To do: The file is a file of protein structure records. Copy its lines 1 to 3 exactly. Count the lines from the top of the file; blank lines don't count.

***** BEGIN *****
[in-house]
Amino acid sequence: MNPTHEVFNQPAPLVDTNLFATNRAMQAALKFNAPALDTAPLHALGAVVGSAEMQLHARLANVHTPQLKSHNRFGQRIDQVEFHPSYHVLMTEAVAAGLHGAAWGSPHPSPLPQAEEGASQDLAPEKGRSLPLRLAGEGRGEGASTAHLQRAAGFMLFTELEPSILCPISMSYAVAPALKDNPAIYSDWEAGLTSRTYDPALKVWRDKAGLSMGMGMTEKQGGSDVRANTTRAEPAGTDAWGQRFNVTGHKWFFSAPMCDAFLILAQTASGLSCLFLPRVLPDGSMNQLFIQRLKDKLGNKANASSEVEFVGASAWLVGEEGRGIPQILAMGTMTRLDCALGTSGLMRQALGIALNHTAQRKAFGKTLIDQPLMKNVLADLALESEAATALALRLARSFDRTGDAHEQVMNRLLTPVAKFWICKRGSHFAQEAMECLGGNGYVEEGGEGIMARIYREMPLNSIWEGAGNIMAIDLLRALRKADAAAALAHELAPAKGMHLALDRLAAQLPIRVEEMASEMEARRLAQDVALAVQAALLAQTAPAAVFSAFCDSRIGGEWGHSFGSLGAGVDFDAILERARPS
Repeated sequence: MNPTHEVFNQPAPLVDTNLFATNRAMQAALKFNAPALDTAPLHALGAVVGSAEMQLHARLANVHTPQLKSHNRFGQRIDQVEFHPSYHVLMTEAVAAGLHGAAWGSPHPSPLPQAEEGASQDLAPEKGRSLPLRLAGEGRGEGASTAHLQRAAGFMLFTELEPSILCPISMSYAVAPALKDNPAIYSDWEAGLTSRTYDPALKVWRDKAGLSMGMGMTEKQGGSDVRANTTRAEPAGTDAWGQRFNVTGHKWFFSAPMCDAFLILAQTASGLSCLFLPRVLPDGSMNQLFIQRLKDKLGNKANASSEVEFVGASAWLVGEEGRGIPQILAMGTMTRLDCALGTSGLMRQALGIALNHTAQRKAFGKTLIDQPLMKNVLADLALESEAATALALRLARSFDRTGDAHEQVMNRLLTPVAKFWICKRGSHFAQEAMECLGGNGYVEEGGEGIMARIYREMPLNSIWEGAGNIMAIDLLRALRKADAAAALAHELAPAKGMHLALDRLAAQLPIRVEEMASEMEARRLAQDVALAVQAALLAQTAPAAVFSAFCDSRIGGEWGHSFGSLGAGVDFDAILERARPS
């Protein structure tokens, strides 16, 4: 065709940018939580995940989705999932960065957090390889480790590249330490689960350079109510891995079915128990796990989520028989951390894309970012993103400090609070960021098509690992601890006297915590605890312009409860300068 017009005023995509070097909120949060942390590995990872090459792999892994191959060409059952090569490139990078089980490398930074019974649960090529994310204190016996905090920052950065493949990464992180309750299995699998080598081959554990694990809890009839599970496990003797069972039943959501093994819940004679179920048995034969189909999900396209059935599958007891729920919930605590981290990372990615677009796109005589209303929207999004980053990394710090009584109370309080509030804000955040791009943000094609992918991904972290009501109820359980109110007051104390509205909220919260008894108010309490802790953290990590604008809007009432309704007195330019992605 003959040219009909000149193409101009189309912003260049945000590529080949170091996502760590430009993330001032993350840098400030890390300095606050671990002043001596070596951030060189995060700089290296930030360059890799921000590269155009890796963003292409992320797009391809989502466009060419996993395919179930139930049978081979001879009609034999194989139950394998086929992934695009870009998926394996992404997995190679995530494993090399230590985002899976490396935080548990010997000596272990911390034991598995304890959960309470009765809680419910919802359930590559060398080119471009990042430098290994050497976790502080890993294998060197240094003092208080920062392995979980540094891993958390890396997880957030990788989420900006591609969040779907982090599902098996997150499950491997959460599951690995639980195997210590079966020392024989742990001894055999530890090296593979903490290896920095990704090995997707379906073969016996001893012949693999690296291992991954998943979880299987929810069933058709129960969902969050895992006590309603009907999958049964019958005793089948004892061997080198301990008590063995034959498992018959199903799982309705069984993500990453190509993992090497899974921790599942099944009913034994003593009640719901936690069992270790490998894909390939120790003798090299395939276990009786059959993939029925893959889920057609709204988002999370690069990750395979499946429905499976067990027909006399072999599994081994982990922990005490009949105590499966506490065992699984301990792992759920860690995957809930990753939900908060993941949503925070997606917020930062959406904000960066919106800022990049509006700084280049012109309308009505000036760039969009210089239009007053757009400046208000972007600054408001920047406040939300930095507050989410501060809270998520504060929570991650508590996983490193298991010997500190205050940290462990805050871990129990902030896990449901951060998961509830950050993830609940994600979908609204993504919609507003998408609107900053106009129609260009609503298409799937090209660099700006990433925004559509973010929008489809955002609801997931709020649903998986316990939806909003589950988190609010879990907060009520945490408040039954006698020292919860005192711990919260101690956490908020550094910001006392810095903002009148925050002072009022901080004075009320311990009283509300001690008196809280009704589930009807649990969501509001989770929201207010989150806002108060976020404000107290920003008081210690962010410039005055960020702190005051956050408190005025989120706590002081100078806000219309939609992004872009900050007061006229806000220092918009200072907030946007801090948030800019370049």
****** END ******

[in-house]
Amino acid sequence: MNPTHEVFNQPAPLVDTNLFATNRAMQAALKFNAPALDTAPLHALGAVVGSAEMQLHARLANVHTPQLKSHNRFGQRIDQVEFHPSYHVLMTEAVAAGLHGAAWGSPHPSPLPQAEEGASQDLAPEKGRSLPLRLAGEGRGEGASTAHLQRAAGFMLFTELEPSILCPISMSYAVAPALKDNPAIYSDWEAGLTSRTYDPALKVWRDKAGLSMGMGMTEKQGGSDVRANTTRAEPAGTDAWGQRFNVTGHKWFFSAPMCDAFLILAQTASGLSCLFLPRVLPDGSMNQLFIQRLKDKLGNKANASSEVEFVGASAWLVGEEGRGIPQILAMGTMTRLDCALGTSGLMRQALGIALNHTAQRKAFGKTLIDQPLMKNVLADLALESEAATALALRLARSFDRTGDAHEQVMNRLLTPVAKFWICKRGSHFAQEAMECLGGNGYVEEGGEGIMARIYREMPLNSIWEGAGNIMAIDLLRALRKADAAAALAHELAPAKGMHLALDRLAAQLPIRVEEMASEMEARRLAQDVALAVQAALLAQTAPAAVFSAFCDSRIGGEWGHSFGSLGAGVDFDAILERARPS
Repeated sequence: MNPTHEVFNQPAPLVDTNLFATNRAMQAALKFNAPALDTAPLHALGAVVGSAEMQLHARLANVHTPQLKSHNRFGQRIDQVEFHPSYHVLMTEAVAAGLHGAAWGSPHPSPLPQAEEGASQDLAPEKGRSLPLRLAGEGRGEGASTAHLQRAAGFMLFTELEPSILCPISMSYAVAPALKDNPAIYSDWEAGLTSRTYDPALKVWRDKAGLSMGMGMTEKQGGSDVRANTTRAEPAGTDAWGQRFNVTGHKWFFSAPMCDAFLILAQTASGLSCLFLPRVLPDGSMNQLFIQRLKDKLGNKANASSEVEFVGASAWLVGEEGRGIPQILAMGTMTRLDCALGTSGLMRQALGIALNHTAQRKAFGKTLIDQPLMKNVLADLALESEAATALALRLARSFDRTGDAHEQVMNRLLTPVAKFWICKRGSHFAQEAMECLGGNGYVEEGGEGIMARIYREMPLNSIWEGAGNIMAIDLLRALRKADAAAALAHELAPAKGMHLALDRLAAQLPIRVEEMASEMEARRLAQDVALAVQAALLAQTAPAAVFSAFCDSRIGGEWGHSFGSLGAGVDFDAILERARPS